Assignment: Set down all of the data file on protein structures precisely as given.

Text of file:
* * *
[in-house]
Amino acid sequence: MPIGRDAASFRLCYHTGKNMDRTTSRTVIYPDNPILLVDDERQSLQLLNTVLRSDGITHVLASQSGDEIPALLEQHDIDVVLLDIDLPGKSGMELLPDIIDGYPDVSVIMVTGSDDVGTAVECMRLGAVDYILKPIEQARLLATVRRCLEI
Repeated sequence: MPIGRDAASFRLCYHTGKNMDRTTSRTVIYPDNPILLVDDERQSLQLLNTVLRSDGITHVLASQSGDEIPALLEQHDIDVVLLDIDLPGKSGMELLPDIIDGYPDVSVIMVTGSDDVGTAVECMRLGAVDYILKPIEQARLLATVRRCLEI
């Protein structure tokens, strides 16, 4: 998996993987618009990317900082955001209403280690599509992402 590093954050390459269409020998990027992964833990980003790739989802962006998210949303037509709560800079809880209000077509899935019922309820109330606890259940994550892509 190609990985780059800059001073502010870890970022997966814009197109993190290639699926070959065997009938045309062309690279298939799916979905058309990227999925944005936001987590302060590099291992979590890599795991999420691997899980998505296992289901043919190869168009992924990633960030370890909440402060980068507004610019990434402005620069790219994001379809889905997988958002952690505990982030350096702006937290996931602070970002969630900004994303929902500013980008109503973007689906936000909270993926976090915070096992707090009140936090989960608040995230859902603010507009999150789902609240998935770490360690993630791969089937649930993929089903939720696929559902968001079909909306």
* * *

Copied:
[in-house]
Amino acid sequence: MPIGRDAASFRLCYHTGKNMDRTTSRTVIYPDNPILLVDDERQSLQLLNTVLRSDGITHVLASQSGDEIPALLEQHDIDVVLLDIDLPGKSGMELLPDIIDGYPDVSVIMVTGSDDVGTAVECMRLGAVDYILKPIEQARLLATVRRCLEI
Repeated sequence: MPIGRDAASFRLCYHTGKNMDRTTSRTVIYPDNPILLVDDERQSLQLLNTVLRSDGITHVLASQSGDEIPALLEQHDIDVVLLDIDLPGKSGMELLPDIIDGYPDVSVIMVTGSDDVGTAVECMRLGAVDYILKPIEQARLLATVRRCLEI
């Protein structure tokens, strides 16, 4: 998996993987618009990317900082955001209403280690599509992402 590093954050390459269409020998990027992964833990980003790739989802962006998210949303037509709560800079809880209000077509899935019922309820109330606890259940994550892509 190609990985780059800059001073502010870890970022997966814009197109993190290639699926070959065997009938045309062309690279298939799916979905058309990227999925944005936001987590302060590099291992979590890599795991999420691997899980998505296992289901043919190869168009992924990633960030370890909440402060980068507004610019990434402005620069790219994001379809889905997988958002952690505990982030350096702006937290996931602070970002969630900004994303929902500013980008109503973007689906936000909270993926976090915070096992707090009140936090989960608040995230859902603010507009999150789902609240998935770490360690993630791969089937649930993929089903939720696929559902968001079909909306």